Banned Bluebook never stores data on any servers. It never talks to any non-Yale servers. Moreover, since my software is smarter at caching data locally than the official Yale course website, I expect that students using this extension will consume less bandwidth over time than students without it. Don’t believe me? You can read the source code. No data ever leaves Yale’s control. Trademarks, copyright infringement, and data security are non-issues. It’s 100% kosher.

My intent behind Banned Bluebook is to demonstrate two points to Dean Miller and the Yale administration:

    If Yale grants students access to data, the university does not have the right to specify exactly how students must view the data.

    Censorship through IP blocking and Deep Packet Inspection is not only unethical, it’s also futile.

Read the whole thing.

Don’t the Nazi tools they hire to run Yale even go to the cinema? If Dean Wurmser has seen Josh Wheedon’s “Serenity” (2005), he or she would have heard the line from Mr. Universe: You can’t stop the signal, Mal.

16 Nov 2013

” I Have Seen the Future, and It Is Idiocy”

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Theodore Dalrymple reflects, in Taki’s magazine, on the modern state’s law enforcement priorities and their deeper meaning.

A couple of American filmmakers came to Paris to interview me—it always surprises me that anybody would take so much trouble to interview anybody, let alone me—and decided that the little park opposite my flat, with a pretty little bandstand, would be a good place to do so. They set up the camera, but a few seconds later, before they could ask me a single question, a municipal policeman arrived. They were not allowed to film here without a permit from the mairie of the arrondissement, he said. I explained that these were Americans, come all the way from Texas expressly to interview me. He, a very pleasant and polite man of African origin, phoned his chief to see whether an exception could be made. As I suspected, it could not.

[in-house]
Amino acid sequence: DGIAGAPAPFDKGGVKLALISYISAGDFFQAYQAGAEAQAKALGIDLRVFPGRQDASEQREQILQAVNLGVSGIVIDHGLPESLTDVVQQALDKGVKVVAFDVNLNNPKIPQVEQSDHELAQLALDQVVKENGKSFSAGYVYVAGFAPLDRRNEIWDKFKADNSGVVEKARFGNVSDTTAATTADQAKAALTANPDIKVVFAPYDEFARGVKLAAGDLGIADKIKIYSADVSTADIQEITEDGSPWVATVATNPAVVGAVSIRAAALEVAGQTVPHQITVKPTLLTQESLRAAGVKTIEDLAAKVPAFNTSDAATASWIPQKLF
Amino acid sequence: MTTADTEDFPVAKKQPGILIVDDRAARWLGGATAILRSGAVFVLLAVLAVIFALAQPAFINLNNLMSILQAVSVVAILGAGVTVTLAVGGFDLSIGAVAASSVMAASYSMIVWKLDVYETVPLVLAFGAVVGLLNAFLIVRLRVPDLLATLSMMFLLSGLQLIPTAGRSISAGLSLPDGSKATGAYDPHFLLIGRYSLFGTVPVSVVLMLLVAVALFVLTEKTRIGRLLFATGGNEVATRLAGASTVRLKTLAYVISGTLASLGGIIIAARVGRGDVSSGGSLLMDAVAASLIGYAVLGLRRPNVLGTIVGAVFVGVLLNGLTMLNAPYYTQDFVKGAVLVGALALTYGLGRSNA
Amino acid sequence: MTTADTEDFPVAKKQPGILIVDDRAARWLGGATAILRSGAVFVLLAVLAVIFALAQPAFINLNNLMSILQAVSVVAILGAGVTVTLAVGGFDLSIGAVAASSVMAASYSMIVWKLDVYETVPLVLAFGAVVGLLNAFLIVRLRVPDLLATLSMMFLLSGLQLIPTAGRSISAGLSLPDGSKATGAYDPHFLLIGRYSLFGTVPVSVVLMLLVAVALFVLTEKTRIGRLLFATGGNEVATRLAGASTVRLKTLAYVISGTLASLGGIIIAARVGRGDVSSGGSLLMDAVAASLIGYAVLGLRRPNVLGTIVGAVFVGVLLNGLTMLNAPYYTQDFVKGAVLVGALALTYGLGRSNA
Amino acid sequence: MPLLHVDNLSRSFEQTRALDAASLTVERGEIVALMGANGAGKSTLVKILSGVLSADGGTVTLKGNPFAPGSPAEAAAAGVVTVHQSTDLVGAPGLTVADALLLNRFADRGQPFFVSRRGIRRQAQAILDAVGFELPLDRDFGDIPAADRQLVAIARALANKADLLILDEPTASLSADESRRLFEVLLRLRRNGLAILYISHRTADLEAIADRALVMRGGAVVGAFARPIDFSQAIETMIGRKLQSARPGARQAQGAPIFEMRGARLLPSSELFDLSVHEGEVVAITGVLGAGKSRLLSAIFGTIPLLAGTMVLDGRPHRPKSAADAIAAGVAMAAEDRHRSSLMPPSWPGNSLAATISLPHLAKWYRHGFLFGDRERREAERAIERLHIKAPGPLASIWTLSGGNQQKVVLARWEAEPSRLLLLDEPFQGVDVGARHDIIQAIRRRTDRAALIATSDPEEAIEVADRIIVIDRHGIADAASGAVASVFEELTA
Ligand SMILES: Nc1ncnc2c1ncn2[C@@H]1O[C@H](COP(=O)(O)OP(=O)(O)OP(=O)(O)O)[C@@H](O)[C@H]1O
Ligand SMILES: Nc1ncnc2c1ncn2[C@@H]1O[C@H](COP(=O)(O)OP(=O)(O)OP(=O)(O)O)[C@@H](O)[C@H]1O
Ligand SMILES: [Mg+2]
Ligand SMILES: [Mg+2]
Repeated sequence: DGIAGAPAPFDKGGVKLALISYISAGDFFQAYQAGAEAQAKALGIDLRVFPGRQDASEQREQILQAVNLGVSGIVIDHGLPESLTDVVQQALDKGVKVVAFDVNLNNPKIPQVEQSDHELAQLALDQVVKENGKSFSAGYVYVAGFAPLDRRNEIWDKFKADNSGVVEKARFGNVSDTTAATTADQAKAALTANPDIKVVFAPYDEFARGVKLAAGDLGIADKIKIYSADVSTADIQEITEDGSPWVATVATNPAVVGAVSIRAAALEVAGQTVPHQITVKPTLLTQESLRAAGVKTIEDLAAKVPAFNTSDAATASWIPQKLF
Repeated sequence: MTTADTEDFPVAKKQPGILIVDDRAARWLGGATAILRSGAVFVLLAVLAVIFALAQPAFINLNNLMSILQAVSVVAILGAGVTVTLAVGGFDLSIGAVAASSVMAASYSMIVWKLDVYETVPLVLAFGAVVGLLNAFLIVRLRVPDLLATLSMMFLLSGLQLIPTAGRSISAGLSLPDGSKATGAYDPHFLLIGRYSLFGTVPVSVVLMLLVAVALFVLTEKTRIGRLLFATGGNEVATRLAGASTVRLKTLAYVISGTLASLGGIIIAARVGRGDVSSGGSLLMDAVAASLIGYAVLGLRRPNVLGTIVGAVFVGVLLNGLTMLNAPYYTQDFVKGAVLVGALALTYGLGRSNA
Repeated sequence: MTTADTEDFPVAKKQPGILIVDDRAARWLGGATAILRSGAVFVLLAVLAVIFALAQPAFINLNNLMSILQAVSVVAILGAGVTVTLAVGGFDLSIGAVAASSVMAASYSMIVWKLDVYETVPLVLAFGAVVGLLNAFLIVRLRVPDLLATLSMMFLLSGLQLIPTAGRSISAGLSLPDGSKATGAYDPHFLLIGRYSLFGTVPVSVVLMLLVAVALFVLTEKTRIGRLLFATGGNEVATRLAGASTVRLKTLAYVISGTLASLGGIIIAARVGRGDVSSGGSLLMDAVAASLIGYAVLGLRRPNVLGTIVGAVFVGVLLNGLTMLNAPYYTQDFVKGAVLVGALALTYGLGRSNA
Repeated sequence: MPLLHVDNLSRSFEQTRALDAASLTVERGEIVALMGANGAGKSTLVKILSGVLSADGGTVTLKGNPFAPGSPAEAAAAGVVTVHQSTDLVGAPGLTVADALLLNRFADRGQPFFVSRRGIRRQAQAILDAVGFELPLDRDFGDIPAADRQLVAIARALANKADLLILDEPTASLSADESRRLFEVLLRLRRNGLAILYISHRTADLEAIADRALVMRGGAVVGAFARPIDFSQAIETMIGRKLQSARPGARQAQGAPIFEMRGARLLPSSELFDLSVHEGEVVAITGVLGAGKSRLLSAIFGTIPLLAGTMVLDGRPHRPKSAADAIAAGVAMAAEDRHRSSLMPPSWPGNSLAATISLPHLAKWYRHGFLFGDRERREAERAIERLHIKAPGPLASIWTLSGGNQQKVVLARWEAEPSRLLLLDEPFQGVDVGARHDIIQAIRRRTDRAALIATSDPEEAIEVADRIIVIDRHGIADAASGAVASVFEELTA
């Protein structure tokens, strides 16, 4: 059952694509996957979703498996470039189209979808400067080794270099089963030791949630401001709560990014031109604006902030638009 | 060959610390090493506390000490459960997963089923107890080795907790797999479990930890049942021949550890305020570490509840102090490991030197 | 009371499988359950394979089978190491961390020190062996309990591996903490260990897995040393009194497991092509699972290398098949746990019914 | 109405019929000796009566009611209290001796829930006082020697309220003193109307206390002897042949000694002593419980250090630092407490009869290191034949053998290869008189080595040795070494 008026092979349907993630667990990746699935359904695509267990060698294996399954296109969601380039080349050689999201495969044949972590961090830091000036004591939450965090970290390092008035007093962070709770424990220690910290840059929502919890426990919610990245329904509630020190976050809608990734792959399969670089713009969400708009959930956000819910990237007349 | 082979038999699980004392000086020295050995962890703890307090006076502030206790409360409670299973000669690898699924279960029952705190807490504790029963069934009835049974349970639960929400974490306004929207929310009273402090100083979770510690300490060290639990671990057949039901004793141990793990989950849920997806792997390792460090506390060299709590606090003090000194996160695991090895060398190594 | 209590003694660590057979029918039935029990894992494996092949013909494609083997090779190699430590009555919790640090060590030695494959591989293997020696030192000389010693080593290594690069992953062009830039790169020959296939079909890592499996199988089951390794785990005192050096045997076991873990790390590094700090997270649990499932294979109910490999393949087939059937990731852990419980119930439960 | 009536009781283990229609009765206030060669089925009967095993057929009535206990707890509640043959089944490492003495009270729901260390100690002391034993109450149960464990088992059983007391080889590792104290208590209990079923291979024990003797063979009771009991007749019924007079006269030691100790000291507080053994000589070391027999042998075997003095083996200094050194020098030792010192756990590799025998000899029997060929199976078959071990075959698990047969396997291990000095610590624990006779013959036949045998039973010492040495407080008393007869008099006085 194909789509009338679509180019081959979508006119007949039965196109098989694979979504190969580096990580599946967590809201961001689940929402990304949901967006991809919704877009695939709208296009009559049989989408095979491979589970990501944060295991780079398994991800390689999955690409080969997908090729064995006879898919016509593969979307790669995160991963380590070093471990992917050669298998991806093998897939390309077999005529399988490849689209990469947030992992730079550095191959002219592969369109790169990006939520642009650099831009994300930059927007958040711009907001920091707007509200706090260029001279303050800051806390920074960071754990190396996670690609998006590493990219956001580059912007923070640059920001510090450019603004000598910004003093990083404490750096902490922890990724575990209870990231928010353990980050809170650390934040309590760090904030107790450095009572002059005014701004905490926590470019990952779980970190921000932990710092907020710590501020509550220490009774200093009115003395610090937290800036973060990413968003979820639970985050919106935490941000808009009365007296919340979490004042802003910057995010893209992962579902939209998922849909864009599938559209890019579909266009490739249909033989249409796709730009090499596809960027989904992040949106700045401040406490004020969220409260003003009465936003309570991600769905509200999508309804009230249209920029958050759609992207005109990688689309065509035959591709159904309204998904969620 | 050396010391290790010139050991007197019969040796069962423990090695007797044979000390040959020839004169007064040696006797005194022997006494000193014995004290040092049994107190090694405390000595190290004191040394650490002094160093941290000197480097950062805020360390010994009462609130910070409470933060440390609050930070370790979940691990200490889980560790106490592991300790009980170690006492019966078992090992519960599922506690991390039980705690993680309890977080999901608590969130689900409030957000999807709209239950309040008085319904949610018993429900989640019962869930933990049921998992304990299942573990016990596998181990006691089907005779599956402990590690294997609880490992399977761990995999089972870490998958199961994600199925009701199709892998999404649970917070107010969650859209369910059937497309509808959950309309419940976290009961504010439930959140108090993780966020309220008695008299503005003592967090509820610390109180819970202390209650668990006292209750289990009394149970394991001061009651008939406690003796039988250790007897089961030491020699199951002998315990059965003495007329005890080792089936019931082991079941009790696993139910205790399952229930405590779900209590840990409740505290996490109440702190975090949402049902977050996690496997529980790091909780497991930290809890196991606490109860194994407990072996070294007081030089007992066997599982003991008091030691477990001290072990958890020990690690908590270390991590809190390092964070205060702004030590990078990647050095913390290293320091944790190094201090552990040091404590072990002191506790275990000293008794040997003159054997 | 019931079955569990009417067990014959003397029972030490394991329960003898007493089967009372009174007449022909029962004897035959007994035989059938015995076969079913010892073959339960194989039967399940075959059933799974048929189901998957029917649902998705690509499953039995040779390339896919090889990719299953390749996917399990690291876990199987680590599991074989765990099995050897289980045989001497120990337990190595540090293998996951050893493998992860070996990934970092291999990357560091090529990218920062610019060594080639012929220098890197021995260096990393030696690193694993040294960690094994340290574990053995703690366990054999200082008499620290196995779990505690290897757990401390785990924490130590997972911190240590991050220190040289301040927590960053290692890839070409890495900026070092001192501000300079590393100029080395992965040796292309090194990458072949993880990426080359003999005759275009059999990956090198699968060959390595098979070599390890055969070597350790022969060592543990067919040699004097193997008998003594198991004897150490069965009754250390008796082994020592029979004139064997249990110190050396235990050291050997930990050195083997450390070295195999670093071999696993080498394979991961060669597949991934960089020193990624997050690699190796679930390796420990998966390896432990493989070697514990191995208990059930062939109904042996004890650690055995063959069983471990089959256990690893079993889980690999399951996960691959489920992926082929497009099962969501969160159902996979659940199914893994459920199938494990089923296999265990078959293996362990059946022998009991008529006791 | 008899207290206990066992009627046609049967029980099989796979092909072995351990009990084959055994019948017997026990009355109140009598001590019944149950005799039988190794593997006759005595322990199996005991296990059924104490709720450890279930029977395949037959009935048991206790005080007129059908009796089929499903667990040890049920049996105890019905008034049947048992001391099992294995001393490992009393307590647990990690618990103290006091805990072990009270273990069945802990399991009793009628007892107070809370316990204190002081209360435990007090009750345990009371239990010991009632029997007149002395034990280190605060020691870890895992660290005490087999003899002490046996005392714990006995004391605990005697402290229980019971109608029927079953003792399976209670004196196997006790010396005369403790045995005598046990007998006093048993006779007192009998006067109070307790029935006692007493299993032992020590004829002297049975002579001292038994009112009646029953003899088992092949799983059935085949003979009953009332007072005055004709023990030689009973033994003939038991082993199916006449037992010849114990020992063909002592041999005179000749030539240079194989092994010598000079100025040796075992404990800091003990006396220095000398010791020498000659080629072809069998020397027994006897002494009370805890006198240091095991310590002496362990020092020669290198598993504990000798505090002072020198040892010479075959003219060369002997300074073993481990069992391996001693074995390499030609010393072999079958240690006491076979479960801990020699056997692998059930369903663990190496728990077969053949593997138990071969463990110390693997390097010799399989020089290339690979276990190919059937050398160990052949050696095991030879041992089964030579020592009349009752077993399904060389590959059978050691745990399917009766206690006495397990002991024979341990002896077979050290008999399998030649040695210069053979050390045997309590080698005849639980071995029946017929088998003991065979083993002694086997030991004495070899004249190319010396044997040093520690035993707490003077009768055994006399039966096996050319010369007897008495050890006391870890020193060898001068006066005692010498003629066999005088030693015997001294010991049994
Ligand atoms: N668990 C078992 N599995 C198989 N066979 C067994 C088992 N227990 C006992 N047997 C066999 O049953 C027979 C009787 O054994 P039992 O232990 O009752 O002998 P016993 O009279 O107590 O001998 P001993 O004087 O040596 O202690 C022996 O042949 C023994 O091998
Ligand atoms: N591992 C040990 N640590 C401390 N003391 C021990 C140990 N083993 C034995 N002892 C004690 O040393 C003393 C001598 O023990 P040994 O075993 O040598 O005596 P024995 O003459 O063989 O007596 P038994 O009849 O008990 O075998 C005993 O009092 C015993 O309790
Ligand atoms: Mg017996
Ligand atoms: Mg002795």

I told the film crew that we should make no fuss; the man was only doing his job, silly as that job might be. As it happens there were several drunks in another part of the park making aggressive-sounding noises and breaking bottles, but them he did not approach, perhaps wisely, as they were several and he was only one. He thought he would have more luck with someone wearing a tweed jacket and corduroy trousers as I was. We found a café willing to accommodate us.

The contrast between the authorities’ alacrity on one hand in preventing innocent filming for a matter of a few minutes (the policeman said authorization was necessary because it might cause a disturbance, and, being kind, I refrained from laughing), and on the other their slow response to a nasty incident that might have ended in murder, was emblematic of the modern state’s capacity to get everything exactly the wrong way around, to ascribe importance to trivia and to ignore the important. There are, of course, many more employment opportunities in trivia, since there is much more that is trivial in the world than is important.

France is not unique in this respect, or even the worst example I know. In London I once parked outside a hotel where I proposed to stay. Parking was forbidden outside, but I stopped only to take my baggage inside. I received a parking ticket within sixty seconds, a miracle of efficiency (I genuinely admired it in a way), though it was perfectly obvious from my car’s open doors that I did not propose to stay long and was only taking my luggage into the hotel. But on another occasion when my wife telephoned the police to inform them that youths were committing arson in our front garden before her very eyes, they had no time to attend to it. A more senior officer, however, did find the time a quarter of an hour later to complain to my wife that she had wasted police time by complaining in the first place.

It often seems, then, as if modern state authorities live in a looking-glass world: What normal people regard as important is for them of no importance, while what they regard as of supreme importance normal people regard as of no importance. For them the respectable are suspect and the suspect respectable. A tweed jacket is a sign of menace, while a broken bottle is a sign of harmless intent.